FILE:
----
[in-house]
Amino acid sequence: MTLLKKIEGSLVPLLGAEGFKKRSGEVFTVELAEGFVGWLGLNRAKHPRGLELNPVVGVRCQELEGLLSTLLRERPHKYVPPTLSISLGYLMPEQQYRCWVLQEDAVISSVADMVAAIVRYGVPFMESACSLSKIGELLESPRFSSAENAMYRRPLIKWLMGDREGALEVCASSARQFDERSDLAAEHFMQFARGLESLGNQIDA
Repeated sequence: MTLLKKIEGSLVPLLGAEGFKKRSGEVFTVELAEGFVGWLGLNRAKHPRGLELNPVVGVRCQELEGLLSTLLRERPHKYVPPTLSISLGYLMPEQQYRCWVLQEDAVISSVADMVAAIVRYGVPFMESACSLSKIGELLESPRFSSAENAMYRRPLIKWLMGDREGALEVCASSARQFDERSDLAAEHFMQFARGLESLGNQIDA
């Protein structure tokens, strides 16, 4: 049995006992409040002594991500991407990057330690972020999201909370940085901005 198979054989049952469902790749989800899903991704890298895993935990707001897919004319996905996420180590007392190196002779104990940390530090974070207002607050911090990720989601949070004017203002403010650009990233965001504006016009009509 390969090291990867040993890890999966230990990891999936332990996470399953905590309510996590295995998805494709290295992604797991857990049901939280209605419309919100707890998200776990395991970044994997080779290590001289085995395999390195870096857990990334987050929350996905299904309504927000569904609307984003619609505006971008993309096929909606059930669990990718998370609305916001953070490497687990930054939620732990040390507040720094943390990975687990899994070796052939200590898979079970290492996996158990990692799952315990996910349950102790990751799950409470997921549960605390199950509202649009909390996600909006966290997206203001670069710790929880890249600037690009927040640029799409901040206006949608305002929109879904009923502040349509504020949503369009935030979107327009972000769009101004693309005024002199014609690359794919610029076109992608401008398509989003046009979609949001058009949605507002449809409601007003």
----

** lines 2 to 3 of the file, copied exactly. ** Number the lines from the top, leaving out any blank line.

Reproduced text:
Amino acid sequence: MTLLKKIEGSLVPLLGAEGFKKRSGEVFTVELAEGFVGWLGLNRAKHPRGLELNPVVGVRCQELEGLLSTLLRERPHKYVPPTLSISLGYLMPEQQYRCWVLQEDAVISSVADMVAAIVRYGVPFMESACSLSKIGELLESPRFSSAENAMYRRPLIKWLMGDREGALEVCASSARQFDERSDLAAEHFMQFARGLESLGNQIDA
Repeated sequence: MTLLKKIEGSLVPLLGAEGFKKRSGEVFTVELAEGFVGWLGLNRAKHPRGLELNPVVGVRCQELEGLLSTLLRERPHKYVPPTLSISLGYLMPEQQYRCWVLQEDAVISSVADMVAAIVRYGVPFMESACSLSKIGELLESPRFSSAENAMYRRPLIKWLMGDREGALEVCASSARQFDERSDLAAEHFMQFARGLESLGNQIDA